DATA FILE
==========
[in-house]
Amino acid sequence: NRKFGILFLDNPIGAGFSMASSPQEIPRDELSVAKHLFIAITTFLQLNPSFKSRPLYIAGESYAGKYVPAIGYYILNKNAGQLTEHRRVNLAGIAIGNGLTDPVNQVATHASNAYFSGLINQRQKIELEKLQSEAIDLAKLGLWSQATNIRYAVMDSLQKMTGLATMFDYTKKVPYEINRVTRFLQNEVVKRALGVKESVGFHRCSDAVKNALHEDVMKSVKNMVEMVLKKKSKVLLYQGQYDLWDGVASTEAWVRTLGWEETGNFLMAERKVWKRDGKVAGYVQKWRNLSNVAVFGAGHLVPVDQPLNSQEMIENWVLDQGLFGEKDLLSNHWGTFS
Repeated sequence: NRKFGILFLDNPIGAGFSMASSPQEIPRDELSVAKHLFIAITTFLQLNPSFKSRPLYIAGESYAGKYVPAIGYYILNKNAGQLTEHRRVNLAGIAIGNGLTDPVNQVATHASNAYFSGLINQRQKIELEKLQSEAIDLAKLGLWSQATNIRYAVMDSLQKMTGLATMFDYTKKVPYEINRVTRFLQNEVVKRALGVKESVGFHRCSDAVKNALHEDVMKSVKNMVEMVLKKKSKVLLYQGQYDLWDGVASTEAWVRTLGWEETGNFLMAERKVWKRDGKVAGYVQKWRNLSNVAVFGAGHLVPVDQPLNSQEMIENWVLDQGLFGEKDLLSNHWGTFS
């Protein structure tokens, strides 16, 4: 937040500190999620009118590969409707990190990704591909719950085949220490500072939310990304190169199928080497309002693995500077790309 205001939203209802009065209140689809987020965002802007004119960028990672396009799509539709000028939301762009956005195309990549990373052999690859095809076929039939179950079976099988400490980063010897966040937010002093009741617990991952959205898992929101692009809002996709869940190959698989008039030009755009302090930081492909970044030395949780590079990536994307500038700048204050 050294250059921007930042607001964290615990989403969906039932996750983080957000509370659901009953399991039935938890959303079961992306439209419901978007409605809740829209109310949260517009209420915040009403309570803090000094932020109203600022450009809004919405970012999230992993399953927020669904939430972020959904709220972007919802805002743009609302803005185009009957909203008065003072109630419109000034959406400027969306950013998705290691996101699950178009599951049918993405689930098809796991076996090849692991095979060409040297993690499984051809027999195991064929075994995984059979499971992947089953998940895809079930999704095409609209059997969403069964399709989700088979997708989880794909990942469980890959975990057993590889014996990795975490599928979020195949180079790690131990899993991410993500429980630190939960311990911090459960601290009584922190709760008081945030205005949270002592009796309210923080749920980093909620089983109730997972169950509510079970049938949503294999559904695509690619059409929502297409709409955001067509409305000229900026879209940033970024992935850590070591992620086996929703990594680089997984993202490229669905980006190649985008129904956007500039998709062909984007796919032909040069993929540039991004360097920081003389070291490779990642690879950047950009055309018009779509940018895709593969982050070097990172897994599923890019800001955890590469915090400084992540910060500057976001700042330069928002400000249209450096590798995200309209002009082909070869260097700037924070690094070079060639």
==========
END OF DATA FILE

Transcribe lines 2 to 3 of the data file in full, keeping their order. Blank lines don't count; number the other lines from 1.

Amino acid sequence: NRKFGILFLDNPIGAGFSMASSPQEIPRDELSVAKHLFIAITTFLQLNPSFKSRPLYIAGESYAGKYVPAIGYYILNKNAGQLTEHRRVNLAGIAIGNGLTDPVNQVATHASNAYFSGLINQRQKIELEKLQSEAIDLAKLGLWSQATNIRYAVMDSLQKMTGLATMFDYTKKVPYEINRVTRFLQNEVVKRALGVKESVGFHRCSDAVKNALHEDVMKSVKNMVEMVLKKKSKVLLYQGQYDLWDGVASTEAWVRTLGWEETGNFLMAERKVWKRDGKVAGYVQKWRNLSNVAVFGAGHLVPVDQPLNSQEMIENWVLDQGLFGEKDLLSNHWGTFS
Repeated sequence: NRKFGILFLDNPIGAGFSMASSPQEIPRDELSVAKHLFIAITTFLQLNPSFKSRPLYIAGESYAGKYVPAIGYYILNKNAGQLTEHRRVNLAGIAIGNGLTDPVNQVATHASNAYFSGLINQRQKIELEKLQSEAIDLAKLGLWSQATNIRYAVMDSLQKMTGLATMFDYTKKVPYEINRVTRFLQNEVVKRALGVKESVGFHRCSDAVKNALHEDVMKSVKNMVEMVLKKKSKVLLYQGQYDLWDGVASTEAWVRTLGWEETGNFLMAERKVWKRDGKVAGYVQKWRNLSNVAVFGAGHLVPVDQPLNSQEMIENWVLDQGLFGEKDLLSNHWGTFS